Apr 21, 2014 rated it really liked it
In addition to an interesting world and a brisk plot, DIGITAL DIVIDE has an absolutely charming protagonist in cyborg Rachel Peng ("Penguin" to her friends, natch). In fact, pretty much all of the good guys are charming, especially her fellow cyborgs (except for Jason. Jason kinda sucks). You want to know what happens to these ink-and-paper people--and people they are.

My only real complaints are that I wish Rachel wasn't the only female character of significance (the narrative explains this by
Oct 29, 2016 rated it really liked it
I was a bit tentative about this book to begin with - cyborg, lesbian, cop - but then the cat and mouse action began and I was quickly immersed in this world. The secondary characters were all very well drawn - and I appreciated how not all the characters particularly liked each other but were willing to work together.
There were a lot of political undercurrents and hidden agendas as the sub-plot - cyborgs trying to be accepted by the world at large - which added a lot of dimension to the story.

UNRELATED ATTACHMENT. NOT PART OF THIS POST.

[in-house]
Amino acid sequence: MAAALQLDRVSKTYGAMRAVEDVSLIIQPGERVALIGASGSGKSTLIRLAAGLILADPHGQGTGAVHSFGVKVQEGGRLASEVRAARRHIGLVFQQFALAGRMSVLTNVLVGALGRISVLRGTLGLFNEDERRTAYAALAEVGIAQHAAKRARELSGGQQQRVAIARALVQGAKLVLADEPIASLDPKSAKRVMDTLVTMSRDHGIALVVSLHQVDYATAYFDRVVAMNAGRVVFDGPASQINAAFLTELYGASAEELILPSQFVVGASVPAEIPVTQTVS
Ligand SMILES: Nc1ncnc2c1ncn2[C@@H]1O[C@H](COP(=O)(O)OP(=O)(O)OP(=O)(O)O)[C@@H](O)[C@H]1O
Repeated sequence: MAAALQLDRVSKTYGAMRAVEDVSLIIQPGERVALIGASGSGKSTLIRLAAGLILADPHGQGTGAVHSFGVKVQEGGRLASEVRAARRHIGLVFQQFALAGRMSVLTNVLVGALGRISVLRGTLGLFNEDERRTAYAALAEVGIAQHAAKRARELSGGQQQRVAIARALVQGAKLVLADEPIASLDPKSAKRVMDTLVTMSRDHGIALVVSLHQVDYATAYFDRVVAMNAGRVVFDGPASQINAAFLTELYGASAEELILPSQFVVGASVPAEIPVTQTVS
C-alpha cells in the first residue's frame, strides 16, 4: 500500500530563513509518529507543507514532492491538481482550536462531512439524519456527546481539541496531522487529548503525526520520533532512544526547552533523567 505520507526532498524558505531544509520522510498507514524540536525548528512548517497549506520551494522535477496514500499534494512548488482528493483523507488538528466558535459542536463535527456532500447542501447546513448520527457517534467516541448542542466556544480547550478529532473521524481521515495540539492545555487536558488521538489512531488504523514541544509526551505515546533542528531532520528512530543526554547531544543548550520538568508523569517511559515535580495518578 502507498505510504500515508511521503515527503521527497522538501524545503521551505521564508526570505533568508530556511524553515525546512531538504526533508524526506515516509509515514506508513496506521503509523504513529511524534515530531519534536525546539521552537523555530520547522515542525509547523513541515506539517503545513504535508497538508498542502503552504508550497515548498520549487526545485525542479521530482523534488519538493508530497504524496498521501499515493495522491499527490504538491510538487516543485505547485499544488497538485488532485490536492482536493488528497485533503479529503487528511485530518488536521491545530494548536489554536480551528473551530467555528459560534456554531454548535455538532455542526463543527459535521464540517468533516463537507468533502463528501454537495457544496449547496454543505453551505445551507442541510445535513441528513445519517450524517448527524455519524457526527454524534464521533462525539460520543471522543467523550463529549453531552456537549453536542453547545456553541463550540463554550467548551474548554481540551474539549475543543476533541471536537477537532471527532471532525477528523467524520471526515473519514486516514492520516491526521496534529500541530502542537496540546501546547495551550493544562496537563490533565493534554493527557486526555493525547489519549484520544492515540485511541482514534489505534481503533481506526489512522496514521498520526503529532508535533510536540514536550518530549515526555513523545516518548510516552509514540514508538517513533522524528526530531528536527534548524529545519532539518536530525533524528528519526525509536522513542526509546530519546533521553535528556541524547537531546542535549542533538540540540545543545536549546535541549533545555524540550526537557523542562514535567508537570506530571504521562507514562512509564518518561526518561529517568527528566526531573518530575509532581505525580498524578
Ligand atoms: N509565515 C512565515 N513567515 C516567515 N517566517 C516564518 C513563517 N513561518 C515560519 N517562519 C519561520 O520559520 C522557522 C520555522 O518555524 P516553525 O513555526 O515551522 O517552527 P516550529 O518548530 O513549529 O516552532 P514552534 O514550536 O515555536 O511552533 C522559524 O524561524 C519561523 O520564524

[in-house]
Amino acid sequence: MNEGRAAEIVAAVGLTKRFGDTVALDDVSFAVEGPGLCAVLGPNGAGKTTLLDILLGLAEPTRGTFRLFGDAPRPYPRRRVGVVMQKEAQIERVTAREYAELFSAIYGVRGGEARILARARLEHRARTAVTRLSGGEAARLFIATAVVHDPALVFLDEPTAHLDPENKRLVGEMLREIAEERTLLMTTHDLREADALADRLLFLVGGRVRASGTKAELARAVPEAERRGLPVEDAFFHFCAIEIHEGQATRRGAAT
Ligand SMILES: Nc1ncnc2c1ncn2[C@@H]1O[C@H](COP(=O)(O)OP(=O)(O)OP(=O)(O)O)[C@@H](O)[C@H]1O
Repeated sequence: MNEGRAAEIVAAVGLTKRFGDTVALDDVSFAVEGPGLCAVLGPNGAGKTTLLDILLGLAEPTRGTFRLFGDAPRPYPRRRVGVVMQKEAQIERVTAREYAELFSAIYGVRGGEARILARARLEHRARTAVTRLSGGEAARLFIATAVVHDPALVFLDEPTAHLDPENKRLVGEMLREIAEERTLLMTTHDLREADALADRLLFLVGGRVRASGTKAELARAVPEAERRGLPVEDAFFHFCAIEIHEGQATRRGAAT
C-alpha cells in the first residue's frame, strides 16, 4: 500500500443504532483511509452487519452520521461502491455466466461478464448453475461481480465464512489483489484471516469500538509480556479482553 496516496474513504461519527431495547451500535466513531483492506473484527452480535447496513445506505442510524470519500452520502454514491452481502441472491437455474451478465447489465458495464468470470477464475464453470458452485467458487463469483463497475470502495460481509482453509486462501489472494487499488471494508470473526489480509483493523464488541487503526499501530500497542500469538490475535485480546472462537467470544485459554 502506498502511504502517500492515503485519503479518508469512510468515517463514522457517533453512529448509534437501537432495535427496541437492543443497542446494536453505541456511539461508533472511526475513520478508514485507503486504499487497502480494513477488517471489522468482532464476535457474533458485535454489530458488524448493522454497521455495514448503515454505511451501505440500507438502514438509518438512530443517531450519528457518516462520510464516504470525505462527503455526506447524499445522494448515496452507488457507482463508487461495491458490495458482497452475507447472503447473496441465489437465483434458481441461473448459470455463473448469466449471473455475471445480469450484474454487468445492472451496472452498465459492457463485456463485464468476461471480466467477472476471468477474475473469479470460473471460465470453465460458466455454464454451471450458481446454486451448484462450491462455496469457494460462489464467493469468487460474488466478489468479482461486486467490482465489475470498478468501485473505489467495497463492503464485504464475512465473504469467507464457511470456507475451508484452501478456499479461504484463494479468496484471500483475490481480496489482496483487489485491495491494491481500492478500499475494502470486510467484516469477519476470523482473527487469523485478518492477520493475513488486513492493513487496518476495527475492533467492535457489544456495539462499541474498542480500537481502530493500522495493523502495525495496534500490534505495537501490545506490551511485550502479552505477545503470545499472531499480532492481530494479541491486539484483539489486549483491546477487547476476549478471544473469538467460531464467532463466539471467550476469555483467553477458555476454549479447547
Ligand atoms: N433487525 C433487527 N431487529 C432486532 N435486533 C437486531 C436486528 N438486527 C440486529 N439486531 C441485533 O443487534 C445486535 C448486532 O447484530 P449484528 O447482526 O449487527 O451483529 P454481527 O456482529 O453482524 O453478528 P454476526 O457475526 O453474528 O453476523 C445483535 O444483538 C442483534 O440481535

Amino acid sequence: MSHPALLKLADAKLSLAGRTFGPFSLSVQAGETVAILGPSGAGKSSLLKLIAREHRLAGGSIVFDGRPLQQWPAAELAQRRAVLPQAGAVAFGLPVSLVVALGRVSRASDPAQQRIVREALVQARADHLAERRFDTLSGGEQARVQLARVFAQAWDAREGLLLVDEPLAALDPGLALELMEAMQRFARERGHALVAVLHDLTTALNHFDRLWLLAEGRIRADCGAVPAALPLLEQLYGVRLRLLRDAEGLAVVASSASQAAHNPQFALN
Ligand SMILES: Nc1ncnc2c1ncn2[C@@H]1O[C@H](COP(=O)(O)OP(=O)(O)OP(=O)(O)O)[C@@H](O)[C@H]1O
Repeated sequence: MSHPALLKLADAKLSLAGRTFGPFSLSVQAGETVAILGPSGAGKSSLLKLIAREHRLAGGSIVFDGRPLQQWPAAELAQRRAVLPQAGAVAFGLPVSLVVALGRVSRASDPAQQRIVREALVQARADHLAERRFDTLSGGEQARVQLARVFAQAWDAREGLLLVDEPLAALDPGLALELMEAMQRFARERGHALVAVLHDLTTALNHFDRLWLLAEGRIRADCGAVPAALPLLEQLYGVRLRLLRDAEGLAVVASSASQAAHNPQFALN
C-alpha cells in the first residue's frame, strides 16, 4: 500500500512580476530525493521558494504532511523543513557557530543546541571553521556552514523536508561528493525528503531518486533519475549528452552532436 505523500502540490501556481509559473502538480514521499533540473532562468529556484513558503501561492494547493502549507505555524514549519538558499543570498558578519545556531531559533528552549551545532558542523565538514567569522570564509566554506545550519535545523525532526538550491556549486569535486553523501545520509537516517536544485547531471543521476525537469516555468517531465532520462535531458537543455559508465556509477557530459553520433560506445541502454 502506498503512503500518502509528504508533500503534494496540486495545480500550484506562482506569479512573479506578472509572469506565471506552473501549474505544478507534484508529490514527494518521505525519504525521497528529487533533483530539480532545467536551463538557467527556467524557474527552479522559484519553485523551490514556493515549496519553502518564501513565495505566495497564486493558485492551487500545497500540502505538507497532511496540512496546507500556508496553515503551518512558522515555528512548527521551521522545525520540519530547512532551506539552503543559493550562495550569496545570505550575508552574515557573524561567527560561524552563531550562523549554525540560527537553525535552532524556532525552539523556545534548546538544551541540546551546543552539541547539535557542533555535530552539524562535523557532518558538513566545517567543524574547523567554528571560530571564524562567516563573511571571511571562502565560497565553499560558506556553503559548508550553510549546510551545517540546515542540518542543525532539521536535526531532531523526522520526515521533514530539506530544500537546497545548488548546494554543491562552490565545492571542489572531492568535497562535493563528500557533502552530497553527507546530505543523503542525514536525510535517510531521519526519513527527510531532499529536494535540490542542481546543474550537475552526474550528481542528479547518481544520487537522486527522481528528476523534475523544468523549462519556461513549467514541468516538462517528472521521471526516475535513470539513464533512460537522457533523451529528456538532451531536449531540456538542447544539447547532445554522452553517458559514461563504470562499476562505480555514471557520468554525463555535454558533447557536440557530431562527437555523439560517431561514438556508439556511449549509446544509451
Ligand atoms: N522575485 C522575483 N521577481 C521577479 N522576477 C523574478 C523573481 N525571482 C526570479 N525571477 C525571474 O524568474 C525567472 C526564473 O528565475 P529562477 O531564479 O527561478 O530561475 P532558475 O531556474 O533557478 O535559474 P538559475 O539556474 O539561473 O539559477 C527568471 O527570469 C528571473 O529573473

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K.B. Spangler lives in North Carolina with her husband and two completely awful dogs. They live in the decaying house of a dead poet. She is the author and artist of the webcomic, "A Girl and Her Fed," and author of novels and short stories. All projects include themes of privacy, politics, technology, civil liberties, the human experience, and how the lines between these blur like the dickens.


Other books in the series

Rachel Peng (4 books)
  • Maker Space (Rachel Peng, #2)
  • State Machine (Rachel Peng, #3)
  • Brute Force (Rachel Peng, #4)
“Santino nodded. Sometimes owls happened.” 1 likes
“It was one of those conversations that moved in fits and starts. The heavy stuff had been thrown into the open and they were trying to pick up the pieces, gently, carefully, wary of the exposed edges.” 1 likes